“Yes: he said he had watched it with feelings of the liveliest satisfaction,” I returned.
“’Tis well! ’tis well!” ran round the table.
I felt giddy and sick from the critical nature of my position. Any moment a question might be asked which would show me in my true colours. I rose and helped myself from a decanter of brandy which stood on a side table. The potent liquor flew to my excited brain, and as I sat down I felt reckless enough to be half amused at my position, and inclined to play with my tormentors. I still, however, had all my wits about me.
“You have been to Birmingham?” asked the man with the beard.
“Many times,” said I.
“Then you have of course seen the private workshop and arsenal?”
“I have been over them both more than once.”
“It is still, I suppose, entirely unsuspected by the police?” continued my interrogator.
“Entirely,” I replied.

“Can you tell us how it is that so large a concern is kept so completely secret?”
Here was a poser; but my native impudence and the brandy seemed to come to my aid.
“That is information,” I replied, “which I do not feel justified in divulging even here. In withholding it I am acting under the direction of the chief commissioner.”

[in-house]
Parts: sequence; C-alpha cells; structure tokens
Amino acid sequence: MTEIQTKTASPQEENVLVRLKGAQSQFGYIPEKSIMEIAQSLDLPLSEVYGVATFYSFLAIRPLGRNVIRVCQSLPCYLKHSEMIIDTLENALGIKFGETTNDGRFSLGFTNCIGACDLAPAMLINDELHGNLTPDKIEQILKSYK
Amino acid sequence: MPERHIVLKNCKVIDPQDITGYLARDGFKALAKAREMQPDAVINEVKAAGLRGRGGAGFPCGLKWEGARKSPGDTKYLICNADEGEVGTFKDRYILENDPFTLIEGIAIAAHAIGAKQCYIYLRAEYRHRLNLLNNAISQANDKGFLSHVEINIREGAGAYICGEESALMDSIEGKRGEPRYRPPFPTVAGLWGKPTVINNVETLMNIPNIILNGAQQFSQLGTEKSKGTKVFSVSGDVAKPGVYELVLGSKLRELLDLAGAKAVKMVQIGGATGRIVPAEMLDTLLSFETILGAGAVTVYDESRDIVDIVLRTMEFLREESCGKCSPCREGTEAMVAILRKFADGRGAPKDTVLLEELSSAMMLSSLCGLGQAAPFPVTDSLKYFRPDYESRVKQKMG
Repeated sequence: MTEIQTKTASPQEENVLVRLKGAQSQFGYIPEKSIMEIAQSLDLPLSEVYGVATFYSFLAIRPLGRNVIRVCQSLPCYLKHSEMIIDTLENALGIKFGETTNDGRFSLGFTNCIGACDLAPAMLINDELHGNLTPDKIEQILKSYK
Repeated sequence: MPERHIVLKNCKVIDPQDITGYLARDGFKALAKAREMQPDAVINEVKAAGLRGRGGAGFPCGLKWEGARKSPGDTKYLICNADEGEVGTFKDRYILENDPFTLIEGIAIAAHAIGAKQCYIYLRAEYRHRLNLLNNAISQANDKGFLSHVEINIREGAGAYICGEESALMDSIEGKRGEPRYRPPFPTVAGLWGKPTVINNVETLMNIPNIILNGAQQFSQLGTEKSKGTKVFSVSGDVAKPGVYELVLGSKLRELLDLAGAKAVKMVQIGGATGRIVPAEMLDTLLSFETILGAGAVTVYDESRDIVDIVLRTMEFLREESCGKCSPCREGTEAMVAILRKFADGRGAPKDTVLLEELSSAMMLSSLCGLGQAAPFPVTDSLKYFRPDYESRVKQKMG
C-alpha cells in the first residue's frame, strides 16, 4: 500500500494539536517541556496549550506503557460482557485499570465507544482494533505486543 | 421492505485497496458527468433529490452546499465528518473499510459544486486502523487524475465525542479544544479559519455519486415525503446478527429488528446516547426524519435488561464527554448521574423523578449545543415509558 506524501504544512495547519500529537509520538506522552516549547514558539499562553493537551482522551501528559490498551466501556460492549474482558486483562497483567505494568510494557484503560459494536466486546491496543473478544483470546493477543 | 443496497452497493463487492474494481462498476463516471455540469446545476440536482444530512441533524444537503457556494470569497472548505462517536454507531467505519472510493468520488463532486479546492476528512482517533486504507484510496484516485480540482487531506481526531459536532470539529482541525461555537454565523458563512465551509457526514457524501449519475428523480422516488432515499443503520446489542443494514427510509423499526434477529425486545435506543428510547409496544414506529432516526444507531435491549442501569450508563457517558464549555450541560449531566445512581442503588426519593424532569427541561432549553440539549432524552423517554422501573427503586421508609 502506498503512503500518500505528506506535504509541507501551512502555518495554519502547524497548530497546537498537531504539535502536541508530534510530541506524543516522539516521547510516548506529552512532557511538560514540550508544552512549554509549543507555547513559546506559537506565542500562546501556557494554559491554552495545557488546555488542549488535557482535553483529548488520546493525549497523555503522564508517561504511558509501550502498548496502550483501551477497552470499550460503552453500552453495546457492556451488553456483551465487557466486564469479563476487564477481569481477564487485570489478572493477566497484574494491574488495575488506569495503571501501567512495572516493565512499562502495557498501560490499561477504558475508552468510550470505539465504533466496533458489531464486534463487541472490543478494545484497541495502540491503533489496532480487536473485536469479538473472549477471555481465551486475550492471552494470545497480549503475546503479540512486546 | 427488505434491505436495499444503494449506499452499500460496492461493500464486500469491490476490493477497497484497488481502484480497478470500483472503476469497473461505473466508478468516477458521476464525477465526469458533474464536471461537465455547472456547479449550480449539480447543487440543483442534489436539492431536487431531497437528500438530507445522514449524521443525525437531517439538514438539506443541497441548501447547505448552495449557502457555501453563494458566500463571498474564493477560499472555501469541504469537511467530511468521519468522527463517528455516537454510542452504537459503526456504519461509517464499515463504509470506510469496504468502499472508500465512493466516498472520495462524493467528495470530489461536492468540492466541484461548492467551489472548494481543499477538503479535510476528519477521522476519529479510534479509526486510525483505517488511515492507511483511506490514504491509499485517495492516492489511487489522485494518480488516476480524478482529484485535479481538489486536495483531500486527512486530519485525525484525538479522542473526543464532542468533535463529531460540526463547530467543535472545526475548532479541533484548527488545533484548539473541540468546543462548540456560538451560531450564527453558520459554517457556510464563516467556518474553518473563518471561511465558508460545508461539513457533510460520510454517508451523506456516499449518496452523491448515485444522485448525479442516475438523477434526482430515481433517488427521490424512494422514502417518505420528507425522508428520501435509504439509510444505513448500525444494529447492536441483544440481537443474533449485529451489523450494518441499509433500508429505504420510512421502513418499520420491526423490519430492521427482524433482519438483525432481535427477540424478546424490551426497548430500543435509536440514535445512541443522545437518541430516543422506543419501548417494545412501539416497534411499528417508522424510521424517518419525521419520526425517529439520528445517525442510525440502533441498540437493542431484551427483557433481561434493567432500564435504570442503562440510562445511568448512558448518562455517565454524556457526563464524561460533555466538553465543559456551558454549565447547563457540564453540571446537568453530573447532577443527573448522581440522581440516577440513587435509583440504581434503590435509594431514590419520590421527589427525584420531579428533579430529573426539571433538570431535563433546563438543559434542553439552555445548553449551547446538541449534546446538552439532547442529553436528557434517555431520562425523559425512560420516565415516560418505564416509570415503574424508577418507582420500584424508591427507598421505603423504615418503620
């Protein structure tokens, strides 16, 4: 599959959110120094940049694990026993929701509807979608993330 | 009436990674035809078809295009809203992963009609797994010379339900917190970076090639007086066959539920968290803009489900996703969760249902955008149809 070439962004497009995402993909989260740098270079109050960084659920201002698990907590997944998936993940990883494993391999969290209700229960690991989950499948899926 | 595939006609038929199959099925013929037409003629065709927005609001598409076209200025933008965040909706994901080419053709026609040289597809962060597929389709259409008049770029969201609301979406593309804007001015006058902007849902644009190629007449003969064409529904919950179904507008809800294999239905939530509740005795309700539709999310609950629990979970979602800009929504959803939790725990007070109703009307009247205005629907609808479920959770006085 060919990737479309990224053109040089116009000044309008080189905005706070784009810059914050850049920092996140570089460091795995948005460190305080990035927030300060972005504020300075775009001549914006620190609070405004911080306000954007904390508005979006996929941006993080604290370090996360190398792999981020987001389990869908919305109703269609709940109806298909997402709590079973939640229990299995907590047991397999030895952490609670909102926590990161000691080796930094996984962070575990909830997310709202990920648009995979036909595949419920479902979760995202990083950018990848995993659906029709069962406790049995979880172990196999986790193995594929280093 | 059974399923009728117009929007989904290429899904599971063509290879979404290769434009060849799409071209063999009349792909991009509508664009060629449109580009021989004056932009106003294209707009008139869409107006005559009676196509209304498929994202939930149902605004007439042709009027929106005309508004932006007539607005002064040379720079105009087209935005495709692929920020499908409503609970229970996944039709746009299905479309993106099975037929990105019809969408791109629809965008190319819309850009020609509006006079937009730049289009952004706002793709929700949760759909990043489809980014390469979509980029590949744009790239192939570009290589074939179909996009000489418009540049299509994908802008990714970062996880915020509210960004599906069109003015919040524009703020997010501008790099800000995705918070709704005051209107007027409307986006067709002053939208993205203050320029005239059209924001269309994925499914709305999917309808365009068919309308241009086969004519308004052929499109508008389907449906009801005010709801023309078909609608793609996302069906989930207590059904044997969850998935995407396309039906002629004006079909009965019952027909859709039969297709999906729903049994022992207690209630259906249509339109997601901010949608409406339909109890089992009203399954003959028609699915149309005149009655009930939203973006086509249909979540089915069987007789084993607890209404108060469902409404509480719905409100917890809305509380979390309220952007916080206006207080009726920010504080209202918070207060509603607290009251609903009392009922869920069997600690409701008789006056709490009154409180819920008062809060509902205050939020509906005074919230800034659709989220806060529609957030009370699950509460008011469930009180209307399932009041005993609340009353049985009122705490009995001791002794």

“You are right—perfectly right,” said my original friend Petrokine. “You will no doubt make your report to the central office at Moscow before entering into such details.”
“Exactly so,” I replied, only too happy to get a lift out of my difficulty.
“We have heard,” said Alexis, “that you were sent to inspect the Livadia. Can you give us any particulars about it?”
“Anything you ask I will endeavour to answer,” I replied, in desperation.
“Have any orders been made in Birmingham concerning it?”
“None when I left England.”


“Well, well, there’s plenty of time yet,” said the man with the beard—“many months. Will the bottom be of wood or iron?”
“Of wood,” I answered at random.
“’Tis well!” said another voice. “And what is the breadth of the Clyde below Greenock?”
“It varies much,” I replied; “on an average about eighty yards.”
“How many men does she carry?” asked an anæmic-looking youth at the foot of the table, who seemed more fit for a public school than this den of murder.
“About three hundred,” said I.


“A floating coffin!” said the young Nihilist, in a sepulchral voice.

“Are the store-rooms on a level with or underneath the state-cabins?” asked Petrokine.
“Underneath,” said I decisively, though I need hardly say I had not the smallest conception.

“And now, most honoured sir,” said Alexis, “tell us what was the reply of Bauer, the German socialist, to Ravinsky’s proclamation.”

Here was a deadlock with a vengeance. Whether my cunning would have extricated me from it or not was never decided, for Providence hurried me from one dilemma into another and a worse one.
A door slammed downstairs, and rapid footsteps were heard approaching. Then came a loud tap outside, followed by two smaller ones.